No Is a Complete Sentence


I cannot give you the formula for success, but I can give you the formula for failure which is: Try to please everybody.

~Herbert B. Swope~

Sometimes the best thing we can say to someone is no. We have focused on understanding others’ needs and responding to them the best we can. But we sometimes go overboard meeting other’s needs and forget about our own.

We are not machines and do not have endless resources. Sometimes we are exhausted or just tired. We have our own stress. Sometimes we just need to take a break. Codependence is a term from the chemical dependency field which has taken on wider use in our culture. It means going beyond our limits to take care of others, helping them avoid taking responsibility for themselves. In the process, we do harm to ourselves. Another way to put it is being too helpful.

We have physical, mental and emotional limits. Our bodies can do just so much before we become worn out. Mentally, we may not know how to help someone in a given situation. Emotionally, we can become overwhelmed by someone else’s needs, leaving us feeling helpless.

Why would someone feel the need to go to such extremes to help others? Some of us have come from families in which our own needs were not met on a physical or emotional level. We may come to see it as our mission in life to meet others’ needs at all costs.

Some of us came from families where we had a loved one who continued to struggle with issues such as alcoholism, despite our best efforts to help. Having failed to save our loved one, we may go on to find others to save. This may account for people marrying a series of alcoholic spouses, despite swearing they would never marry someone like their alcoholic parents, or feeling they learned their lesson when their first marriage to an alcoholic failed.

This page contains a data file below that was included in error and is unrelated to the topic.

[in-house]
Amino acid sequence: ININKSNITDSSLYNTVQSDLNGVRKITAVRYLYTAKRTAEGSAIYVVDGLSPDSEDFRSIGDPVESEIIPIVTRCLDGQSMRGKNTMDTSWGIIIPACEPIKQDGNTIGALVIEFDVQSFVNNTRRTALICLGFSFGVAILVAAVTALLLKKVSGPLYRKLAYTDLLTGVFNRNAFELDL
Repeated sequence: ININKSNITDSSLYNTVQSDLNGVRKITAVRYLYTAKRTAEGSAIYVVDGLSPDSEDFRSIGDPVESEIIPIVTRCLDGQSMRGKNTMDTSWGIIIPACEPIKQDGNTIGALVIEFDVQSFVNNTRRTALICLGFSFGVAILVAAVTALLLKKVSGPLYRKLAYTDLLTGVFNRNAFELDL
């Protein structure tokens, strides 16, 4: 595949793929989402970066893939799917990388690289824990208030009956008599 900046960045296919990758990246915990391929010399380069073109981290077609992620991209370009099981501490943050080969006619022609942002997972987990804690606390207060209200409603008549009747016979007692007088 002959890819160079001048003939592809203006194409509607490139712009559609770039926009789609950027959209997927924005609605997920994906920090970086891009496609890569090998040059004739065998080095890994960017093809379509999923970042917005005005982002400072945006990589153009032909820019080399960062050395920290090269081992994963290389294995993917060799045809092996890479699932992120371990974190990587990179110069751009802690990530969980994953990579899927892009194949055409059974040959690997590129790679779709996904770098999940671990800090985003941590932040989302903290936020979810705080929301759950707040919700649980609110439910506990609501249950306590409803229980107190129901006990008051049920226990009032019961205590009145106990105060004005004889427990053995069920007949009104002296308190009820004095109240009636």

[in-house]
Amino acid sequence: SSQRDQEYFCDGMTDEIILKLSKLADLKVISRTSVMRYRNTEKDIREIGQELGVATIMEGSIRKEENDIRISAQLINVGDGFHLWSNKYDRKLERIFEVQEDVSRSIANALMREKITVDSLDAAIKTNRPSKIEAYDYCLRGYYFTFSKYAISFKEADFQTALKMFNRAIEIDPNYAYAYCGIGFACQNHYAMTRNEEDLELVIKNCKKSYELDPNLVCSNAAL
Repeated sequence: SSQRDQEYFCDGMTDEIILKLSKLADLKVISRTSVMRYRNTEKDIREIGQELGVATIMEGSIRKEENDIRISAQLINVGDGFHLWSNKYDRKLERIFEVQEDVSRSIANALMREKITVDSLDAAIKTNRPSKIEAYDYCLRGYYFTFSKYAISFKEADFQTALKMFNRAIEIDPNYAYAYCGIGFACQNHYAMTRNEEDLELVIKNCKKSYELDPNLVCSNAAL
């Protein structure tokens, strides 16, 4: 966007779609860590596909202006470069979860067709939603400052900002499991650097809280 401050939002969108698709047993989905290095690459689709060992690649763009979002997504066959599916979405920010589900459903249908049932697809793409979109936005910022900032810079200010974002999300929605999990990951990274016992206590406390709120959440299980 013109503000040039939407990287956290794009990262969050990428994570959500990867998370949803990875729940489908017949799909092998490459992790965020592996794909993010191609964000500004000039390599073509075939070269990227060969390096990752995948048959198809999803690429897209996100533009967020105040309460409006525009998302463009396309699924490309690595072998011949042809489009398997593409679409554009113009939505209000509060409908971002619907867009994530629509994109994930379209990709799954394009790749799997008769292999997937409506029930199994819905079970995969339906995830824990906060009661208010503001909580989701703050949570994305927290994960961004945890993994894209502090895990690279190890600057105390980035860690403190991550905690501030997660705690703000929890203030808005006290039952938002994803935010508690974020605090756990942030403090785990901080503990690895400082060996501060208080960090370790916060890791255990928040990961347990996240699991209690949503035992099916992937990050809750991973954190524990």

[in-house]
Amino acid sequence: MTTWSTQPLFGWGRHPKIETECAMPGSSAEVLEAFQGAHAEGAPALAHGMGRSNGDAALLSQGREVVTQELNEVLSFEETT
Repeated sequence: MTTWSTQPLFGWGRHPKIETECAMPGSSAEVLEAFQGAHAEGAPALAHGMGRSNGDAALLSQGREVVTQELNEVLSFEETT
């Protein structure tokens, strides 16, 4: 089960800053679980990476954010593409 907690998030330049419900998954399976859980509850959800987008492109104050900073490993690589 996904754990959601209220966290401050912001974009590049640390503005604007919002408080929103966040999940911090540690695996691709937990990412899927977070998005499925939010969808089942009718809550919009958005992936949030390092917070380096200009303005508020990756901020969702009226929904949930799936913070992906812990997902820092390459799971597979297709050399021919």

Some of us took on the role of caretaker in our family while we were growing up, seeing it as our job to take care of the rest of the family or to rise to the occasion when anyone needed anything.

Melody Beattie in her book, The Language of Letting Go, gives us daily exercises to help us feel okay about ourselves. In another book, Codependent No More, she helps us learn that we don’t have to depend on others for approval. Our self worth is not dependent on how helpful we are to others. We don’t have to overreact to everything in our lives and we don’t have to fix everything, especially if we did not break it.

This is not to suggest that we should forget about everyone else and just take care of ourselves. We should look for a balance in our lives, taking care of ourselves first, and then looking at how we can help within the boundaries of our ability. In looking to help others with their needs, we should also consider whether we are capable of helping them, whether they really want or need our help, and whether they will appreciate our efforts.

Action Steps

  • How clear are you in setting limits with others?
  • How good are you at accepting others’ boundaries?
  • Do you know when you efforts are being wasted?
  • Can you protect yourself from others taking advantage of you?
  • Learn to balance generosity and self protection.

Selection from my book, Navigating Life: Commonsense Reflections for the Voyage, available at Amazon.

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